“I just have to go to the bathroom!” I yelled down the hallway.
“So it’s come to this,” I thought as I slammed the door. Almost 12 years of marriage, and my first full sentence to my hard working husband at the end of a long day is just, well…potty talk.
I’m not sure what I envisioned married life would be like when my future husband placed that diamond on my finger so many years ago. I just know that time seems to accelerate with each passing year. Wedding bells suddenly gave way to baby cries. Gazing into my husband’s eyes was interrupted by the constant supervision that a busy toddler requires. And long conversations over a quiet, candlelit dinner have morphed into partial sentences shouted over a cloud of lively chatter.
Yes, here we are, 12 years later, five kids richer, and our original vision of romance completely redefined.
We have learned to seek romance in the daily tasks of life. We have learned to think outside the box of chocolates, and we’ve grown beyond the vase of flowers. While these traditional gestures of love are still much appreciated, we simply don’t have the time or resources to display our affections for one another in this way all of the time.
Instead, our daily habits consist of gestures like doing the breakfast dishes without being asked, taking the kids to the park so the other can rest in a quiet house, and reserving some energy for focusing on each other after the kids have gone to bed. We find ourselves asking each other things like, “Is it okay if I go out for a run right now?” “Would you like to go lie down for a few minutes?” and “Is it okay if I go to the bathroom?” Because even as we try to meet our most basic of personal needs while managing five lively children, we find ourselves looking out for the other. We find ourselves looking to give the gift of ourselves while accepting the gift of the other.
So what did my husband do after I stormed into the bathroom, feeling guilty about my attitude even as I shouted down the hallway at him? He saw my needs, and he gave me more. He saw that I had had a long day with a feisty toddler. He saw that I was tired and needed a break. And as I sheepishly emerged from the bathroom, he simply looked at me and said, “I’ll go to the store for milk, and I’ll take her with me.” My husband left with toddler in arms, and I was free to finish my dishes without 25 pounds of energy clinging to my leg or throwing tupperware underfoot.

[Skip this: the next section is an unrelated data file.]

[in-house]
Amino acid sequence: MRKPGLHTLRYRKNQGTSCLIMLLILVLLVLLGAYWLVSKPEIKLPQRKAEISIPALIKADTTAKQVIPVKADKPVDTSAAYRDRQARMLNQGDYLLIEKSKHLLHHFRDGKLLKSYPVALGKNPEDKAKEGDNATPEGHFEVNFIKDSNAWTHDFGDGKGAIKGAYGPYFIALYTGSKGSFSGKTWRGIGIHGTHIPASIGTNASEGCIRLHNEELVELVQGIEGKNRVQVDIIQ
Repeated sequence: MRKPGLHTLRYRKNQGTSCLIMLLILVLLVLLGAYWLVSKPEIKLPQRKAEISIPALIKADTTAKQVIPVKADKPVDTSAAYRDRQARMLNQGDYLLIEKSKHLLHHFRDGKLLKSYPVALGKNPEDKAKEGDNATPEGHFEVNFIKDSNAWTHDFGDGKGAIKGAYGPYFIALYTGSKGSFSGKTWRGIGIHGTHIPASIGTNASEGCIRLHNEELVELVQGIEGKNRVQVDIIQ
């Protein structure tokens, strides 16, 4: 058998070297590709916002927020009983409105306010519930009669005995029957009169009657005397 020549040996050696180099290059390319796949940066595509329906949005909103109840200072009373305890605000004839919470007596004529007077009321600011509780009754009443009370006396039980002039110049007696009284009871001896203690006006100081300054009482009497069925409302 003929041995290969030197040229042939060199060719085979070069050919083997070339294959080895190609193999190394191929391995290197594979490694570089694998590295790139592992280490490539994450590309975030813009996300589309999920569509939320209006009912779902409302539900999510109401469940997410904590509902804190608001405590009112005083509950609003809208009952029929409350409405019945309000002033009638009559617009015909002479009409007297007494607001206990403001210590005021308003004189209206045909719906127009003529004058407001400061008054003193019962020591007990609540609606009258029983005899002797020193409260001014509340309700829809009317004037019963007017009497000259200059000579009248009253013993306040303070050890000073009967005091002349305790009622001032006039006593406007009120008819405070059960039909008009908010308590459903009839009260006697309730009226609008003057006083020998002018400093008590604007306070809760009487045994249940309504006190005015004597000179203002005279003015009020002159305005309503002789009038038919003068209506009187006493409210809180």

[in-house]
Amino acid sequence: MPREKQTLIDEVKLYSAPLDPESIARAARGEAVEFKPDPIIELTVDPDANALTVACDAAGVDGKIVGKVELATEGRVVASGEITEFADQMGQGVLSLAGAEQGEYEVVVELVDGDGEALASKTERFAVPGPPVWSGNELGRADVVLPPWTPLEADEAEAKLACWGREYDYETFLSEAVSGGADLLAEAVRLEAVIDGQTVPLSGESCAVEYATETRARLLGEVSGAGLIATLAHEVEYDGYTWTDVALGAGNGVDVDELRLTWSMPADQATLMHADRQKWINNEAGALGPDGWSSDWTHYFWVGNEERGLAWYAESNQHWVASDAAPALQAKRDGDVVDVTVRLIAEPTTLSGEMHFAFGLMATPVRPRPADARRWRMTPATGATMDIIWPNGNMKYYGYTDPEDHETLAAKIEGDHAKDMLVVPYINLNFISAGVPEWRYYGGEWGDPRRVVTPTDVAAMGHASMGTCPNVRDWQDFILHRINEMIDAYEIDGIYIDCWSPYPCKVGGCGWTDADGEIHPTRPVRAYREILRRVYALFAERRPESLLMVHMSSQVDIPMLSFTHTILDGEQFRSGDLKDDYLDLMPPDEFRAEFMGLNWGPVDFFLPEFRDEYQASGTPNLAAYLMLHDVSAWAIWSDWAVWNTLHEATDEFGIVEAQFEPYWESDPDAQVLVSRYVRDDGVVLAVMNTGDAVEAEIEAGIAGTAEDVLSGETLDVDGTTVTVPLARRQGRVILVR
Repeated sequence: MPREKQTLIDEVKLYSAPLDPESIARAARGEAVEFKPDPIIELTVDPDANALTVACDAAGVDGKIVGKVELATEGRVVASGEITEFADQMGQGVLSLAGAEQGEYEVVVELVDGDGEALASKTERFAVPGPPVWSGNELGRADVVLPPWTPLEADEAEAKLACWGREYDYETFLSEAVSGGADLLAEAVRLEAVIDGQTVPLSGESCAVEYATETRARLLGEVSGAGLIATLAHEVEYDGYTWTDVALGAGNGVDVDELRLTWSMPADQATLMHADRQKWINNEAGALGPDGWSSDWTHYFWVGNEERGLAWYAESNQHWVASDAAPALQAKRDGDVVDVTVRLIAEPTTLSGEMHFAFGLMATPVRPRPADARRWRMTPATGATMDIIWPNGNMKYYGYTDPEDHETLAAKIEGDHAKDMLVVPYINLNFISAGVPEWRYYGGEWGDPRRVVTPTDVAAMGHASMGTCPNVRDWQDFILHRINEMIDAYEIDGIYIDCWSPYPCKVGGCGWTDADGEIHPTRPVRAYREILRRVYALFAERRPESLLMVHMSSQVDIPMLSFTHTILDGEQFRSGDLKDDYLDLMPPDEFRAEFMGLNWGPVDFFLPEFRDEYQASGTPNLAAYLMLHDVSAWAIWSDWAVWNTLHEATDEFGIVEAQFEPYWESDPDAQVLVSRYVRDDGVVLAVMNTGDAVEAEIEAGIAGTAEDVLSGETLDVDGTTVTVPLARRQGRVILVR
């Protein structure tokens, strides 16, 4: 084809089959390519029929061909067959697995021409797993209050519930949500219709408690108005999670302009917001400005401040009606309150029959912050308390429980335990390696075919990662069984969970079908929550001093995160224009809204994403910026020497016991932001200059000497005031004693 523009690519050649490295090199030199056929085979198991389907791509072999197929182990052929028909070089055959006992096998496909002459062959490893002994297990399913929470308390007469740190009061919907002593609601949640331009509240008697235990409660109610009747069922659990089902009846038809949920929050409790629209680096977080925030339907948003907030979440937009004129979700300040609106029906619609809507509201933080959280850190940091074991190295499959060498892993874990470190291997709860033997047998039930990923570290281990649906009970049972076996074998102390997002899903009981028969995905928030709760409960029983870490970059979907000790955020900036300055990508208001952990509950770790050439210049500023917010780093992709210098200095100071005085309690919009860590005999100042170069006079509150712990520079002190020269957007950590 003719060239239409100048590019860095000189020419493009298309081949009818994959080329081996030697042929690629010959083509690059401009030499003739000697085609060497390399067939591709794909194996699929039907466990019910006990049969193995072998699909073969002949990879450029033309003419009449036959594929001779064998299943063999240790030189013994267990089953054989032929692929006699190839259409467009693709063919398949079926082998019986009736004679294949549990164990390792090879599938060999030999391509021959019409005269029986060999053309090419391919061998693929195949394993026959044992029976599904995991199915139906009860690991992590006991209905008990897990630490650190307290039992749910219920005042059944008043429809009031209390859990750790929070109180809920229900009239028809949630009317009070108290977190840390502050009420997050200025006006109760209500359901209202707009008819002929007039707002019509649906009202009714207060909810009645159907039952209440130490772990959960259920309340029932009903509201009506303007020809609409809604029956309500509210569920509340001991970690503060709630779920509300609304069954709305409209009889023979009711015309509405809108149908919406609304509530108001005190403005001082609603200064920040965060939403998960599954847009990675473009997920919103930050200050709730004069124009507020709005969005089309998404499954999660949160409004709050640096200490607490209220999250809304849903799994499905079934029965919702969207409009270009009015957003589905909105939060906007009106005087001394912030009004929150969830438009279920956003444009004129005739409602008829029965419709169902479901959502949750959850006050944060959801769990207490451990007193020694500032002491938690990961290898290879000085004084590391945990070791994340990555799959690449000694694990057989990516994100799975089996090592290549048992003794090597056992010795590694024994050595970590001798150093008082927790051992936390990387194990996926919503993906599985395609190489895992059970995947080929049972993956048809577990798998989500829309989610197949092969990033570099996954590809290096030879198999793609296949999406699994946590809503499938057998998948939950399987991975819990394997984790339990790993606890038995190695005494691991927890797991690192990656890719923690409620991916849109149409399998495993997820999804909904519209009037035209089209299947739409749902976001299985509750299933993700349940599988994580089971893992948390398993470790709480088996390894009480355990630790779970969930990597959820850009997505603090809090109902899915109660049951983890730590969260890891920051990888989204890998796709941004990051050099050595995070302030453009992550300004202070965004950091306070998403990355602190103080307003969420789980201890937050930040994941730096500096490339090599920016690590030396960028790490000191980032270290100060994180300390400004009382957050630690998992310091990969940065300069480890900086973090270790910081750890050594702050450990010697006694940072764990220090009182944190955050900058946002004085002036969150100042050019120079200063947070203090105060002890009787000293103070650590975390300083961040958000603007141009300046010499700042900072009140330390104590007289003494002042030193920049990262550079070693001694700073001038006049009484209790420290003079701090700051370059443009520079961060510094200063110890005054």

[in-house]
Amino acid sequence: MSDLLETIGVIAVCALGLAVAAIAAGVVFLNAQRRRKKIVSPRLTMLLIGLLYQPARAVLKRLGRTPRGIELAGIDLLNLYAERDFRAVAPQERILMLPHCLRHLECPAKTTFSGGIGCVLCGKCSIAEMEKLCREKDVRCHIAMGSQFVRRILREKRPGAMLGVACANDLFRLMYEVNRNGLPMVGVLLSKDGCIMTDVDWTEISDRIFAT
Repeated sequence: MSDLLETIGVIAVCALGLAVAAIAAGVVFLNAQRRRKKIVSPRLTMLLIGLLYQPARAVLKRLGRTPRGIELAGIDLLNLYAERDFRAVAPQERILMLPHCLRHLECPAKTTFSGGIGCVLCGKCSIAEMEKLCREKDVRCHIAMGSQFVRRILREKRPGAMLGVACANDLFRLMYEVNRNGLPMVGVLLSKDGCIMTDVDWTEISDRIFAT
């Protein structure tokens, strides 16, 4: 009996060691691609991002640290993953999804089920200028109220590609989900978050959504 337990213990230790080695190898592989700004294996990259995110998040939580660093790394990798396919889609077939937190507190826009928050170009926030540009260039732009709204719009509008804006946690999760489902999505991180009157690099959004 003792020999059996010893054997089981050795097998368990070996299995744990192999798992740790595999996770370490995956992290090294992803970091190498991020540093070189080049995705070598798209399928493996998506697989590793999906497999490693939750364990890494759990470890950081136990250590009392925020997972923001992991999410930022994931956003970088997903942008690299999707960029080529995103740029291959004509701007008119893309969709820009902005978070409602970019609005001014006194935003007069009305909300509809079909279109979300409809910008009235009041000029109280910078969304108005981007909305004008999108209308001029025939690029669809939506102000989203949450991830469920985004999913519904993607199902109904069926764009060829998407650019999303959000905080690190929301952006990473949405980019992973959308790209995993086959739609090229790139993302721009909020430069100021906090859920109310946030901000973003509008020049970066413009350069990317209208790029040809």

This is the beauty of self-donative love. This is the beauty of mutual self-donative love–one spouse giving all he can to the other with the expectation and trust that his spouse will do the same for him. This kind of giving is not always 50/50. It’s not always both spouses giving 100%. Sometimes it’s one spouse shouldering the weight of the day for the other. Sometimes it’s one spouse doing all of the work for awhile until the other spouse is capable of pitching in.
This is the ebb and flow of being a gift to one another. This is the type of giving and accepting that renders score keeping irrelevant, and reveals the steadfast flame of real love.
“…giving becomes acceptance, and acceptance transforms itself into giving.” Saint John Paul II, Theology of the Body 17:4
When the line between giving and accepting becomes so blurred that only a deep joy can be seen, true marital unity has occurred.
This is our Ordinary Time of marriage. We’re a typical family with young children that juggles sports practices, bed times, and the struggle to sit quietly through Mass. But all of our routines are intertwined with this giving and accepting, accepting and giving.
This is our Ordinary Time that leads to extraordinary grace-filled moments. Like my husband and I lying in bed together listening to the silence of our sleeping household, when I suddenly hear the words, “You make me a better person” whispered in my ear. And I smile into the darkness–because that’s the whole point of our marriage. To get each other to heaven, even if we have to stop and ask each other if it’s okay to go to the bathroom along the way.
What is one small way you can show your spouse today that he/she is still the love of your life, even while in the trenches of daily life?
Copyright 2014, Charisse Tierney